May 30, 2012
FOR IMMEDIATE RELEASE
CONTACT: Jim Tynen (919) 834-2099
Raleigh, N.C. – The newest Civitas Poll indicates North Carolina voters want to acknowledge the state’s role in a forced sterilization program, but a significant number have reservations about how to properly address an abuse that is now decades in the past.
Slightly less than a majority — 49 percent — support a proposal to compensate each victim, living or dead, $50,000. And 44 percent of those polled said that calling the measure a step in the right direction was the opinion closest to their own.
However, when asked which opinion comes closest to their own, 40 percent chose an alternative: that such a donation of money is an empty gesture, and there are better ways to acknowledge that long-ago part of North Carolina’s – and the nation’s – history.
“The poll shows significant resistance to aspects of this idea,” Civitas President Francis De Luca said.. “People here want the state to acknowledge this sad chapter of our history. But many have doubts that money is the best way to make amends for such a wrong.”
The Civitas Poll is the only regular live-caller poll of critical issues facing North Carolina. For more information on Civitas polling, see http://www.nccivitas.org/category/poll/.
Full text of questions:
As you may know, a bill was filed recently that aims to compensate North Carolina residents who were sterilized against their will between 1933 and 1974. Under this bill, over eleven million dollars of the state’s budget will be used, paying fifty thousand dollars to both living and dead people who underwent the procedure. This would make North Carolina the first state to offer such compensation. With that information, would you support or oppose this bill?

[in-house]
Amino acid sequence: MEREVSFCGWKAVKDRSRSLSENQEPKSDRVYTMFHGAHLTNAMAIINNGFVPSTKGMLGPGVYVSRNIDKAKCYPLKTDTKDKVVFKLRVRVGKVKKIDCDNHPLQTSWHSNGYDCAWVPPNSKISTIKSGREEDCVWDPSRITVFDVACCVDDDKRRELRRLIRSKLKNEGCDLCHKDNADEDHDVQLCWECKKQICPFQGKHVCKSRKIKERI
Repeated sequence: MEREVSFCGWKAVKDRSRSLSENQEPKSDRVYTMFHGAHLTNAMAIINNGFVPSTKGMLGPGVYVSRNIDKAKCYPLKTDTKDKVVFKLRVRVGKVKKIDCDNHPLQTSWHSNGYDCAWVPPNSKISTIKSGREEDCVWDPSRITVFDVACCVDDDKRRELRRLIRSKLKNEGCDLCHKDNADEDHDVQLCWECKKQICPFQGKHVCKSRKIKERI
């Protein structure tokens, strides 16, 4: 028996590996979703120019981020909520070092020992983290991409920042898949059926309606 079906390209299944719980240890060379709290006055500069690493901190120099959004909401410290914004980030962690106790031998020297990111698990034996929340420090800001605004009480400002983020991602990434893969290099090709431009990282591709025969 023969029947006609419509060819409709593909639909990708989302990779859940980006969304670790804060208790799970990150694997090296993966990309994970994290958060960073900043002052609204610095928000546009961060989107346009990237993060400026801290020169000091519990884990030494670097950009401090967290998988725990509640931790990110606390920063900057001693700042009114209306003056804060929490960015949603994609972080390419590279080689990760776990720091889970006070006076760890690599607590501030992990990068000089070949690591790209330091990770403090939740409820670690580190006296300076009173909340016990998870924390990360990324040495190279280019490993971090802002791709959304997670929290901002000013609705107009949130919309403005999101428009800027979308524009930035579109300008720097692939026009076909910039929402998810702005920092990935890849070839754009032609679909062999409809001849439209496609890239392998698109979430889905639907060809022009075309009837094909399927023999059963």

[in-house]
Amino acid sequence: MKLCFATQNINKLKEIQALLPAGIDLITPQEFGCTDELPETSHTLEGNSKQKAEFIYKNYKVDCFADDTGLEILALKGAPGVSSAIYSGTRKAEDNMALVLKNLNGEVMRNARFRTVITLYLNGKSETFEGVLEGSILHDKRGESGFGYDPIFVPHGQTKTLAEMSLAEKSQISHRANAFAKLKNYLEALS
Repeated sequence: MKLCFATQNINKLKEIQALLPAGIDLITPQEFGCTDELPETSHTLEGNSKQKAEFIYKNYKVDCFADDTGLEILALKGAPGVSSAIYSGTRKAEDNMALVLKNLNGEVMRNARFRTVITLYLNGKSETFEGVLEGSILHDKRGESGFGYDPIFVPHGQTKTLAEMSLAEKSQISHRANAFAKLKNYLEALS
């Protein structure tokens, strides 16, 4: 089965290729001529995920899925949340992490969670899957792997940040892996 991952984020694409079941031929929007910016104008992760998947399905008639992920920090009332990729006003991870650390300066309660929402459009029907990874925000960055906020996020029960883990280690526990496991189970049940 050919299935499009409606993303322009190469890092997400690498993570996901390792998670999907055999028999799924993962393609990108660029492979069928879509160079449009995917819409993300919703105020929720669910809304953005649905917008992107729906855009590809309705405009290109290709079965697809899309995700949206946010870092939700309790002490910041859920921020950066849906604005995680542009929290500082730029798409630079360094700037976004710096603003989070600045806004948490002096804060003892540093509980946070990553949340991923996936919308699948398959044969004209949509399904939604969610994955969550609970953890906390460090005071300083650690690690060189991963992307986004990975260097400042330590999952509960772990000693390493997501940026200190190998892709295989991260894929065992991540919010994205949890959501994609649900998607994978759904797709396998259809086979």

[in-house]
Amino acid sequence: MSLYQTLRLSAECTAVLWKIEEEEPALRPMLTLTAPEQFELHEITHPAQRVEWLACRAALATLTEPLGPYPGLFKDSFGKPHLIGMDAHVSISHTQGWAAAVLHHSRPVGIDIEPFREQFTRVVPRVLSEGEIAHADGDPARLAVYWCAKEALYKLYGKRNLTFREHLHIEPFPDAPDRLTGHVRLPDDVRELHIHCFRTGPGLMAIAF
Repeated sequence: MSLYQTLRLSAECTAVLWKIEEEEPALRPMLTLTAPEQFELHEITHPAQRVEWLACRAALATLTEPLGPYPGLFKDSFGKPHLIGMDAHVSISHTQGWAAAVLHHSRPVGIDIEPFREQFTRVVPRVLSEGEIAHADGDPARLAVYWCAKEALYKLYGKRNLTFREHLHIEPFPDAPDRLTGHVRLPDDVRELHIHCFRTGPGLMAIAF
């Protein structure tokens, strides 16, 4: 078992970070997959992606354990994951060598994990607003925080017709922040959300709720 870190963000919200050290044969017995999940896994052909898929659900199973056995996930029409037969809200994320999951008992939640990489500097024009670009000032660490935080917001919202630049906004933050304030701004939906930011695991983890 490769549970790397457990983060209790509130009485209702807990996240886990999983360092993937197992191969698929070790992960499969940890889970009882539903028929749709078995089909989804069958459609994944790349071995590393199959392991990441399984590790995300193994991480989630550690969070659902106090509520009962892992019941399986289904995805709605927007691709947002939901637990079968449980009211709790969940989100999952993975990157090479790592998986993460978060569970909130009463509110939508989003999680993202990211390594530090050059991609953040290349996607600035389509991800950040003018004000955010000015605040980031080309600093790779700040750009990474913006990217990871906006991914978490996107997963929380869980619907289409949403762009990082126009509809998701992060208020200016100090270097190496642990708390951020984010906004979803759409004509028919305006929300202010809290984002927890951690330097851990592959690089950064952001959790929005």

49% Total Support
37% Total Oppose
33% Strongly Support
16% Somewhat Support
10% Somewhat Oppose
27% Strongly Oppose
13% Undecided/Don’t Know
Still thinking about this issue, please tell me which opinion comes closer to your own…
|44%||(Some/Other) people say that the proposed bill is a step in the right direction. They say that while nothing will make them whole again, giving each person some financial compensation is a start. They also say it would be a milestone for North Carolina to be the first state to institute such a program.|
|40%||(Other/some) people say that the proposed bill is a bad idea because financial compensation after all these years is an empty gesture, and there are better and more appropriate ways to acknowledge this part of the North Carolina’s past, and the plight of those involved.|
For the full results and crosstabs, click here.
This poll of 600 registered 2012 general election voters in North Carolina was conducted May 19-20, 2012 by National Research, Inc. of Holmdel, NJ. All respondents were part of a fully representative sample of registered 2012 general election voters in North Carolina. For purposes of this study, voters interviewed had to have voted in at least one of the past three general elections (2006, 2008, 2010) or be newly registered to vote since November 2, 2010.
The confidence interval associated with a sample of this size is such that: 95 percent of the time, results from 600 interviews (registered voters) will be within +-4% of the “True Values.” True Values refer to the results obtained if it were possible to interview every person in North Carolina who had voted in at least one of the past three general elections or is newly registered since November 2, 2010.
More information on the Civitas Institute is available at www.nccivitas.org, or contact Jim Tynen at (919) 834-2099.